The ‘Battle of Morata’

Chelsea

I’ve been doing a lot of research for my latest book in the First Football Histories series: The Chelsea FC story (available in all Amazon stores).

One of the key moments in Chelsea’s football history came almost 52 years ago against the same Associazione Sportiva Roma club that Chelsea faced on Tuesday evening in the UEFA Champions League (not the same side, obviously, as that would have required Zimmer Frames and oxygen tanks, all of which Ron Harris would probably have tackled from behind).

Chelsea had won the League/Milk/Rumbelows/Coke/EFL/Carabaou/Caribou/Elton John Cup in 1965 and qualified for Europe for only the second time in their history (they had first done so after their League Title win, 10 years earlier, but the Football Association and the Football League had ever so nicely persuaded them not to enter the new European Cup as, well, it wasn’t a very English thing to do and probably only about money really).

In the First Round of the Inter-Cities Fairs Cup competition, on 22nd September 1965, in what subsequently became known as the ‘Battle of the Bridge,’ Chelsea beat Roma, 4.1, in a match simmering on the edge of barely controlled violence – including Eddie McCreadie being sent off for punching Roma winger Francesco Carponetti, after Carponetti had kicked him and then grabbed him by the throat.

The return leg took place in Roma’s Stadio Olimpico two weeks later, with a 0.0 draw eventually seeing Chelsea through to the next round but only after violence had periodically broken out on the pitch and in the stands. Chopper still remembers it, as clearly as a soothing chat with Jack Charlton:

“It was a frightening experience over there to come away with all the coach smashed up…players hiding under the seats at the back with glass flying about. But we qualified and that was the most important thing.”

I mention this by way of a historical context for football in the ‘Modern Era’ but also in light of comments allegedly made by Chelsea’s newest star – Alvaro Morata – in which he has given us a flavour of what it’s like to be a Chelsea player these days. Thanks in part to technology, I’ve been able to offer up what I think could be a fairly accurate English version of what his words might really mean.

Morata: “In Spain, technique is dominant. In Italy, it’s tactics. In England, the most relevant aspect is physical strength.”

Translation: “As long as you don’t have two left feet like Chris Sutton, or hit your head on overhead bridges like Micky Droy, anyone could play over here; but don’t be surprised if you get substituted for no obvious reason. They kick you lots, push you out of the way without first saying ‘excuse me’ and sometimes try to spoil your beautiful face, without any concern about image rights. And that’s just in training. Apparently, there’s a tradition of hard men here – something to do with limestone in the water.”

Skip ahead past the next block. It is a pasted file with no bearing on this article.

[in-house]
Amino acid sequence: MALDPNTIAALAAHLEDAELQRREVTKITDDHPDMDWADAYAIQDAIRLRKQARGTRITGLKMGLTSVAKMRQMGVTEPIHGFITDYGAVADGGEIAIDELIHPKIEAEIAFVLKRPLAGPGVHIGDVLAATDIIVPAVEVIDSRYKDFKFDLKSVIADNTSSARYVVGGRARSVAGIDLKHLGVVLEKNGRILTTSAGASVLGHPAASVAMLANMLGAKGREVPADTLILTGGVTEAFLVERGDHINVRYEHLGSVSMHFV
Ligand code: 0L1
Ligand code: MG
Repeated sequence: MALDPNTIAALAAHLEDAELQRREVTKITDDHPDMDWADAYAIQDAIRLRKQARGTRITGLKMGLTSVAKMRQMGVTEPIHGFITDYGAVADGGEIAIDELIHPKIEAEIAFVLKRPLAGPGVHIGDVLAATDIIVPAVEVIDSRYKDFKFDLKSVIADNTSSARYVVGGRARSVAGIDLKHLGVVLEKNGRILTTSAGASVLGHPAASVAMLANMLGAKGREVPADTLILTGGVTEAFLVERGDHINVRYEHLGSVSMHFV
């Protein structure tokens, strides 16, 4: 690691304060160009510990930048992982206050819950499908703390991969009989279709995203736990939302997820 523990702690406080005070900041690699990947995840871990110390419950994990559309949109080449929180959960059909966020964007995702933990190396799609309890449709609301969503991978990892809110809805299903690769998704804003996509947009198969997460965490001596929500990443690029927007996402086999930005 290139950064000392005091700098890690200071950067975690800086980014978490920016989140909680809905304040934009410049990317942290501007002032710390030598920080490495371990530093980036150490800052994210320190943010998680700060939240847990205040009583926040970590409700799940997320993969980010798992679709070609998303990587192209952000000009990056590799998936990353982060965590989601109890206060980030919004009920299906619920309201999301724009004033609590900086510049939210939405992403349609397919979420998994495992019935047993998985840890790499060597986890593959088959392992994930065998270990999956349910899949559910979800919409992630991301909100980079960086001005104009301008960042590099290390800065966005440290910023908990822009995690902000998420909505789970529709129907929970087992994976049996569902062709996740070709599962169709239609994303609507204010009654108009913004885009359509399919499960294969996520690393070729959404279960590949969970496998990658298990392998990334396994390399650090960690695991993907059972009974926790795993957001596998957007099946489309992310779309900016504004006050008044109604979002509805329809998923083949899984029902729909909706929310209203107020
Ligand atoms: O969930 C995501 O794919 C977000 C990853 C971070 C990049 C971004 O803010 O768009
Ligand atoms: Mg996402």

Morata: “The disappointment was huge (when I returned to Real Madrid). I went right back to the start. They treated me like the kid I was before the two seasons in Italy. I should never have left Italy and Juve.”

Translation: “I thought, after two domestic Doubles in Italy, I would walk straight back into Real’s first team. When I didn’t, I had a few more doubles at the bar and thought ‘sod this, if they don’t listen to me when I tell them how good I am, I may as well go and get some extra cash to pay for my new ego.’”

Morata: “When I say London is a stressful city, I’m talking about the traffic and a lot of people.”

Translation: “You might find this hard to believe but nobody gave up their seat for me on the London Underground the other day. I had to stand all the way to Fulham Broadway. It was as if nobody knew who I was. It’s difficult, very difficult.”

Morata: “I’m really happy here and enjoying London with my wife.”

Translation: “I miss the sunshine and all those hot chicks at the training ground, but need to stick it out until Catalonia is settled, as Pedro thinks things might get nasty and keeps making throat-slicing actions with an imaginary knife. Not that he’d know much about it – he was born on an island. They call this sort of thing ‘Brexit’ here. Ha Ha Ha.”

Morata: “I really miss Italy. My wife would like to live in Spain; I’d like to live in Italy.”

Translation: “She’s being a nightmare, but I dream about Antonio. He is my true love and (just saying) ‘please take me with you when you return to Italy next year. I’d even play for Roma, if absolutely necessary.’”

About the Author

Mark Rasdall
I am a writer and football historian. My background is in information architecture and online search and all of this has come together in The Football Ground at www.thefootballground.com